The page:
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Why Kenyans must brace for hard times

Zachary Ochuodho @zachuodho

Kenyans should brace themselves for tough times ahead if the proposed 16 per cent Value Added Tax (VAT) on petroleum products is implemented as planned on September 1. 

Implementation of the proposal has been deferred twice in 2016 and 2017 due to its cost implications on goods and services including that of transportation rising drastically. 

The proposed tax will increase fuel prices by up to Sh17 per litre. Under the new development, prices of petroleum will rise to Sh131.93 in Nairobi, while diesel and kerosene will jump from the current Sh102.74 and Sh84.95 per litre to highs of Sh119.38, and Sh98.54, respectively. 

Following the impending implementation, Matatu Owners Association (MoA), yesterday said its members would adjust fare upwards by at least Sh10 to Sh30 for the shortest distance covered. Chairman of the association Simon Kimutai said the fare has been adjusted on all the routes.

“The 16 per cent VAT on petroleum products is set to raise the cost of transport in a proportion that has never been witnessed before,” he said.

He said the government should  look for funds to support its activities elsewhere instead of imposing the 16 per cent VAT on petroleum products as that is bound to affect everything.

“We will have no option but to pass the VAT charges on petroleum products to consumers. Given the proportion of the rise in VAT, what we have added is not much. We cannot bear the taxes alone without passing it over to consumers,” Kimutai said at a press conference in Nairobi yesterday. 

Kimutai also decried the manner in which the traffic police fleece members of the association, saying that billions of shillings are lost annually due to police extortion. He urged the government to undertake a life audit to ensure that police officers who live beyond their known sources of income is rooted out of the force.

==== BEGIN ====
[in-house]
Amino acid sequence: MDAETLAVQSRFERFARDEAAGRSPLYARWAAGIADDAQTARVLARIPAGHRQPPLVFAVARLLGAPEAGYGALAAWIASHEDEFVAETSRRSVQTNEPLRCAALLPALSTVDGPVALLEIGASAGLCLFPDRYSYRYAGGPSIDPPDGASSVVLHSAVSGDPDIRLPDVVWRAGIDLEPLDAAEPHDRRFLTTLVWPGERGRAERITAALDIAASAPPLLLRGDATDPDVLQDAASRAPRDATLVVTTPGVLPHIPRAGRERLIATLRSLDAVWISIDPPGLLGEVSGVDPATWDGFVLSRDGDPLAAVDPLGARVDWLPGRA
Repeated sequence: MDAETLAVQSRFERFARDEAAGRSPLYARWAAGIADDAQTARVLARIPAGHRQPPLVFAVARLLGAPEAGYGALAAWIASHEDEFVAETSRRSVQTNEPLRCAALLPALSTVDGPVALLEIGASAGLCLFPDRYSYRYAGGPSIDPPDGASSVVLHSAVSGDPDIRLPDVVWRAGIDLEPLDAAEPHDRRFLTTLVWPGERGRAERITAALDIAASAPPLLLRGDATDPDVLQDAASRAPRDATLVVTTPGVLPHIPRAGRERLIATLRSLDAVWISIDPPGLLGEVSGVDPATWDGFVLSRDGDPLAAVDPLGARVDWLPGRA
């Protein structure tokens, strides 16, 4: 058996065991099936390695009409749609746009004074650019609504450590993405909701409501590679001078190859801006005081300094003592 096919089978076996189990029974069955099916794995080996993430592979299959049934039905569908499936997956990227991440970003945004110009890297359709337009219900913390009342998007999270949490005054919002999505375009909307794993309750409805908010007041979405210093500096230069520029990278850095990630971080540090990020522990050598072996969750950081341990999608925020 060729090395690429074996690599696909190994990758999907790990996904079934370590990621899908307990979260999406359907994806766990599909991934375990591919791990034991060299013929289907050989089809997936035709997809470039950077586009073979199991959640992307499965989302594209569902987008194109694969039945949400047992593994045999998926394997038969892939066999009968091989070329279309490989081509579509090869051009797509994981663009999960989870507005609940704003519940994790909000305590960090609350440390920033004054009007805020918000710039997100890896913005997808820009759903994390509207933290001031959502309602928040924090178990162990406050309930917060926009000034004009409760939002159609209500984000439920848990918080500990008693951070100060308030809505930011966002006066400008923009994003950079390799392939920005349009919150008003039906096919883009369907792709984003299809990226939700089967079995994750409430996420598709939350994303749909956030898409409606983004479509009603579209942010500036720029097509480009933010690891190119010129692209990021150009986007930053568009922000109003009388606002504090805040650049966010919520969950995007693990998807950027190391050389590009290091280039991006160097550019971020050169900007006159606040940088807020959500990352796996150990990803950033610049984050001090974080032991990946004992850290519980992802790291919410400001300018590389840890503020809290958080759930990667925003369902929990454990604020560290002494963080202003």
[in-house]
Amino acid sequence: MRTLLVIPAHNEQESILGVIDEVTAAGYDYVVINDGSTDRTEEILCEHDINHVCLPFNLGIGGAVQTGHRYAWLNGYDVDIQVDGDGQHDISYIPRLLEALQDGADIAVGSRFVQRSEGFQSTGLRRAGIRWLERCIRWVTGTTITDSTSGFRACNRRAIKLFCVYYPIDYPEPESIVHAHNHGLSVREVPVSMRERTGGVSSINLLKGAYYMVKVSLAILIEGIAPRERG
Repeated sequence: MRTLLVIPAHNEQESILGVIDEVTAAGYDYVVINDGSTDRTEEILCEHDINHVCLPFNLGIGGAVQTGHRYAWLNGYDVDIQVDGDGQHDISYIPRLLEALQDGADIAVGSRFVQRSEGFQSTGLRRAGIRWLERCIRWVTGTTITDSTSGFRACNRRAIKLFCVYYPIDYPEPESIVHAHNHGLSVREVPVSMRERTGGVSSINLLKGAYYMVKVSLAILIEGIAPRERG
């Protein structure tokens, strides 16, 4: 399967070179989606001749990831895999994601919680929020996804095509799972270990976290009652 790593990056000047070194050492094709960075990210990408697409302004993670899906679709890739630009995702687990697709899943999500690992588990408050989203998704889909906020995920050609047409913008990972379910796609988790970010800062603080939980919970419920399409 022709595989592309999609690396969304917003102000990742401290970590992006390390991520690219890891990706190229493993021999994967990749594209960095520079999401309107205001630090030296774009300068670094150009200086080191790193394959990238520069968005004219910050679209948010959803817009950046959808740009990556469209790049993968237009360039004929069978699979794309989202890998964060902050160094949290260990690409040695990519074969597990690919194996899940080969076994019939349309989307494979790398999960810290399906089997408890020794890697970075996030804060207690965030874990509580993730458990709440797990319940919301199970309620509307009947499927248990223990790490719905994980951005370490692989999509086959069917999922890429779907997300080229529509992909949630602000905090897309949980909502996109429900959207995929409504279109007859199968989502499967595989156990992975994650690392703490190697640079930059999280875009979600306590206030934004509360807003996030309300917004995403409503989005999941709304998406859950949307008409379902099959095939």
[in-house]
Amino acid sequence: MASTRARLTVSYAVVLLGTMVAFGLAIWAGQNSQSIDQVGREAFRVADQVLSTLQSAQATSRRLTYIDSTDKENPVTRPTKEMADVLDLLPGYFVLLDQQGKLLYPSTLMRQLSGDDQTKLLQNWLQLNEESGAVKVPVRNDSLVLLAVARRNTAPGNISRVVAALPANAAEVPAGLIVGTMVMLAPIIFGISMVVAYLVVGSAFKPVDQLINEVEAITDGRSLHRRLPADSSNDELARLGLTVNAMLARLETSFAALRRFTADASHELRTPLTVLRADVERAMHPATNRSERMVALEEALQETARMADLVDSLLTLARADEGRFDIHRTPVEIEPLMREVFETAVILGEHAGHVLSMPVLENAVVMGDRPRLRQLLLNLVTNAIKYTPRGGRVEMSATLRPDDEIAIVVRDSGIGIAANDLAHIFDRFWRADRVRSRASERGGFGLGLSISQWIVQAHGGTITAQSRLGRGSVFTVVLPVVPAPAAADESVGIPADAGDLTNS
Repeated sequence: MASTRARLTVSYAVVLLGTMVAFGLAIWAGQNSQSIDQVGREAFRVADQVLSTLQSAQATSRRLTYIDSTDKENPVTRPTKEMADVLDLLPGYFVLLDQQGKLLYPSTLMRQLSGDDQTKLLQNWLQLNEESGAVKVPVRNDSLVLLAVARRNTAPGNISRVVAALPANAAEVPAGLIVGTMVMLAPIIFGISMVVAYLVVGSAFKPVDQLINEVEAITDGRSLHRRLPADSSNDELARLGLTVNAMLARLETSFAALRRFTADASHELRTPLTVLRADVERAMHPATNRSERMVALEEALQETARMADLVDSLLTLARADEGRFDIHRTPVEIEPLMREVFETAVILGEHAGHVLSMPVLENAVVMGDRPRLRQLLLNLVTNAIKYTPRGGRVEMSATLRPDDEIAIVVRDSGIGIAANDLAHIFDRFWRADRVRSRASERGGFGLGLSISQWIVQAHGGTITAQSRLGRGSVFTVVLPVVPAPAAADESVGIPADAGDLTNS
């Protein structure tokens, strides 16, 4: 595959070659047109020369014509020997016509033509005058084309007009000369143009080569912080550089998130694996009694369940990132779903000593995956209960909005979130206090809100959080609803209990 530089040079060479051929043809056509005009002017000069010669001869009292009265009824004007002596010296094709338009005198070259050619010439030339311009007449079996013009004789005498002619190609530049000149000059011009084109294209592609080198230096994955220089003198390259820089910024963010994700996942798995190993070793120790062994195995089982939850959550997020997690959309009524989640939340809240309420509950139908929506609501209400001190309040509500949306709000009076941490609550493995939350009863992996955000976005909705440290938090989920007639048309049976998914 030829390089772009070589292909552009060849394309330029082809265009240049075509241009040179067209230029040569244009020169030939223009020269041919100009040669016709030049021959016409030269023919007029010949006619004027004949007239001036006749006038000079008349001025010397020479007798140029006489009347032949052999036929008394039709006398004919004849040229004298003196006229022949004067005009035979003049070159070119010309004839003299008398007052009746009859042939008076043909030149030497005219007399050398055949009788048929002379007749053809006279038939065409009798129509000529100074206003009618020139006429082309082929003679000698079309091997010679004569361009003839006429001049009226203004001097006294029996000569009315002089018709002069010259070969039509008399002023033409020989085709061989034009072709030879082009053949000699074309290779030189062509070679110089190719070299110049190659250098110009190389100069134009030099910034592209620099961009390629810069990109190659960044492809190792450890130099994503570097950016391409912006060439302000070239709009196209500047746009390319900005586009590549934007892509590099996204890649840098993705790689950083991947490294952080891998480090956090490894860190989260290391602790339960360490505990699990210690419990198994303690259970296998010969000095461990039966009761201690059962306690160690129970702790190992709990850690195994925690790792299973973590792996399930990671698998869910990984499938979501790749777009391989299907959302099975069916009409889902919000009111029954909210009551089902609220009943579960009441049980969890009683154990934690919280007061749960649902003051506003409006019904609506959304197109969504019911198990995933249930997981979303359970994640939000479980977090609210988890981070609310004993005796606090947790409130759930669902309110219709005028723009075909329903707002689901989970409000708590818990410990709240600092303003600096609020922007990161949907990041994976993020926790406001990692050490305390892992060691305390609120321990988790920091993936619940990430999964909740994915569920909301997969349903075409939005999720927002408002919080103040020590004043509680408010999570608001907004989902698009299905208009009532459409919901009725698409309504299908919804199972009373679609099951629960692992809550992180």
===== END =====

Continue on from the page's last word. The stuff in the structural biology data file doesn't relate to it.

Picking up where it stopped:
“We shall expose them for fleecing members of the sector. If they are not arrested, we will be forced to use our gadgets to expose them,” he said. 

Kimutai’s concern comes a week after Kenya Association of Manufacturers and Central Organisation of Trade Unions (Cotu) threatened to call a nationwide strike if the Treasury does not drop the levy. Benson Okwaro, Deputy secretary general said attempts by National Treasury to put a levy on petroleum products is expected to raise the cost of living and strain the operation and growth of businesses in the country.

“A situation that often pushes employers into devising new ways of keeping their businesses afloat leading to downsizing and/ or redundancy of workers,” Okwaro said. He said they had called for a meeting of all like-minded Kenyans and associations  this week to chart the next course of action, adding that the new levy on petroleum must be stopped as it would increase the cost of living.

 “Cotu cautions the government against this move in view of the possible repercussions of imposing higher tax on fuel as it will, in the long run,  affect the cost of basic services and commodities,” he said.

 Okwaro said although it is the duty of the government to protect and cushion every citizen against any possible harsh economic realities, it is disturbing that the cries of Kenyans for it to come to their help remains unheeded.

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